We have a very relatively simple set up, looking for a very simple (reliable) solution:

One Dell box with redundant power supplies running Windows 2003, plugged into two separate APC SmartUPS 1500 units (USB, no smart cards) on two separate circuits.
EDIT: The drain of the two UPS units is not even or predictable because other systems are separately attached to one or the other of them.

Solution required:
IF (UPS1 = Low) AND (UPS2 = Low) THEN: Shutdown gracefully ELSE: DO NOTHING!!

APCUPSD only allowes for one instance (and therefore one UPS) in a windows environment.
PowerChute can't do this without using APC Smart Cards which means utilizing our switch, but the switch does not have redundant power supplies, so it will only live for as long as one of the two UPS units. And no, i don't have the budget to buy two smart cards plus a switch with redundancy ;)



Your current solution seems pretty reliable to me: If the UPS you're connected to reports low power you'll shut down.

Drain across the two units should be relatively even, so when one reports low they're probably both at a point where shutting down is advisable. The situation you're not covered for is if the other (non-monitored) UPS fails completely & the monitored one can't handle the extra load its attached power supply will demand (causing an instant failure or circuit trip). My guess is that's not very likely unless your server is really beefy.

  • 1
    true, but i forgot to mention: other systems plugged into the UPS units cause an uneven drain. i will edit the question accordingly. i guess the setup is not "simple" after all. – Make it useful Keep it simple May 28 '10 at 21:15
  • Ahh - that complicates matters, though not terribly (pick the one with the highest load as your shutdown controller). It does mean you may shut down a little sooner than you need to, but during a long-duration power failure an early shutdown is always better than [CLUNK... hey, why is it dark in here?] – voretaq7 May 28 '10 at 21:18
  • practical solution that i could definitely use, but isn't there/shouldn't there be a solution that does not rely on me/my replacement remembering/knowing to plug less systems into the monitored unit?? – Make it useful Keep it simple May 28 '10 at 21:21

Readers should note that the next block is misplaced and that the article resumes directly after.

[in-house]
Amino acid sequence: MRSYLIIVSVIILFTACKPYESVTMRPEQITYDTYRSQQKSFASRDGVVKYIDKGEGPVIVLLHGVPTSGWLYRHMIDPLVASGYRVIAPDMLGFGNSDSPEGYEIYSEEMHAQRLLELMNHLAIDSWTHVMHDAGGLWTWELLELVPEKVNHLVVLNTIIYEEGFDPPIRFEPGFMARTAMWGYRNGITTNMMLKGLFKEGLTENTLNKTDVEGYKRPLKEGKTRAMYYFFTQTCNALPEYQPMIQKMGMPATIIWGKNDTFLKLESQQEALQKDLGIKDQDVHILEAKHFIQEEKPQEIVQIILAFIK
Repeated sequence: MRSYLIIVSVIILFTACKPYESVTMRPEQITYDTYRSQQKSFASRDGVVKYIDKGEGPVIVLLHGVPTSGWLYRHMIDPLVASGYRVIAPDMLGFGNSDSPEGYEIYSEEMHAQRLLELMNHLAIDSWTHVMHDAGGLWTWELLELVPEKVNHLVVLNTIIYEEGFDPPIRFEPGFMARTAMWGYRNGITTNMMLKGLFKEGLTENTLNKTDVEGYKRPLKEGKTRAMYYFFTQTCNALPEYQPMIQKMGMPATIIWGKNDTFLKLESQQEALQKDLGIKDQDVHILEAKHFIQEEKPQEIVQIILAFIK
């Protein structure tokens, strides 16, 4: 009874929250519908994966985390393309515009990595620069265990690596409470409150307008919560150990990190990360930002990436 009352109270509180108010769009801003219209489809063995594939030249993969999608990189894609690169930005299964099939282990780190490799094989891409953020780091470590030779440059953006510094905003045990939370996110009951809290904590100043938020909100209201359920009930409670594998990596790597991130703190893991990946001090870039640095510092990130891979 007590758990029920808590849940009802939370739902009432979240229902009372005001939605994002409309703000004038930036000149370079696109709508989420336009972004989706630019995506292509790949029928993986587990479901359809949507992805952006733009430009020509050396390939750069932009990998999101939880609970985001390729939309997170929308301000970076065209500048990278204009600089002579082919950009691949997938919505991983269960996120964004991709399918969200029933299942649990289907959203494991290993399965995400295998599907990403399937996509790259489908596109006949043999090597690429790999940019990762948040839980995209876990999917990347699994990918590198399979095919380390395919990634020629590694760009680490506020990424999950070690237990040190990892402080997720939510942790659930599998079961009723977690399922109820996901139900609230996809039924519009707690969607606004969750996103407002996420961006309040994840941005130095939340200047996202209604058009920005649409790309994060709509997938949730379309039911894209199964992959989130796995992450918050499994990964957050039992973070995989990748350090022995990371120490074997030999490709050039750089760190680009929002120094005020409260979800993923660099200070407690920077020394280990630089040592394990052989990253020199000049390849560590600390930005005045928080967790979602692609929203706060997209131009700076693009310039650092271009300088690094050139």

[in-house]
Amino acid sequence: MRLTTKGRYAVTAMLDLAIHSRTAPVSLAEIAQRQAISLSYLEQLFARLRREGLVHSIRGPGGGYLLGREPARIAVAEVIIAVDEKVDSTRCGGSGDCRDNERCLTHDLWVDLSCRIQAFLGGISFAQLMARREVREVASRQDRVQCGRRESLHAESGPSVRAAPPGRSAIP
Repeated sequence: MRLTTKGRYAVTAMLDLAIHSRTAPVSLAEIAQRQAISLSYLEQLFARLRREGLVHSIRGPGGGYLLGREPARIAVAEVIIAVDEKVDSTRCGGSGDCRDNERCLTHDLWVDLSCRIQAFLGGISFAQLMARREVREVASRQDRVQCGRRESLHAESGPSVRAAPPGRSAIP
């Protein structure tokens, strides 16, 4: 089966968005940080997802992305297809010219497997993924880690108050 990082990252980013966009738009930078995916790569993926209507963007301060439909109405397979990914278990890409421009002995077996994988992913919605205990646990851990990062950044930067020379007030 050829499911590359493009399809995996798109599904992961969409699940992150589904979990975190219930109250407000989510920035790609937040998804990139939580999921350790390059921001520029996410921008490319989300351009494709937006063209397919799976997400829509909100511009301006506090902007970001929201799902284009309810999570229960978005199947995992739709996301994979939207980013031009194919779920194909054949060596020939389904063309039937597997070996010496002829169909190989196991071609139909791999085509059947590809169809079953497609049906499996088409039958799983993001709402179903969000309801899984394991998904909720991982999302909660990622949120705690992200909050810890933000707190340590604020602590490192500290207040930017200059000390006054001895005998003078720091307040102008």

You mention that these two UPSes are connected to two separate circuits. Are these two circuits connected to the same power panel (and therefore connected to the same upstream power source) or are they connected to two separate power panels each backed by a different generator?

If they are not connected to two separate generators then you might be complicating matters by adding two UPSes. At large scale, having two separate UPS systems is lost if they are both backed by the same generator. If they aren't backed by a generator at all, you might just be adding complexity instead of availability.

If power is lost and it's just a matter of time before you need to shutdown, do the shutdown. If this is really a mission critical application there will be a budget for keeping the system online (via an associated cost for the downtime, aka insurace.) When that happens invest in a very good data center space.

If you are just trying to maximize your runtime, connect your server to both UPSes and everything else to just one. Setup the the server power supplies to prefer your dedicated UPS and only shutdown when the shared UPS is low. You should be able to setup the power supply preference either in the BIOS or via the DRAC/IPMI. This assumes that the server draws more than all of the other equipment combined (which is probably a fair assumption..?) then again, we're now getting into power math which is it's own beast.


Run a small linux version virtualized on the box. Install NUT (Network UPS Tool) which will do exactly what you want. The client has been ported to Windows, but I don't believe the server has.

  • if you mean running a full virtual linux install, my server is already handling more than it should. if you mean something else, can you elaborate (or point to a link)? thanks – Make it useful Keep it simple May 28 '10 at 20:41

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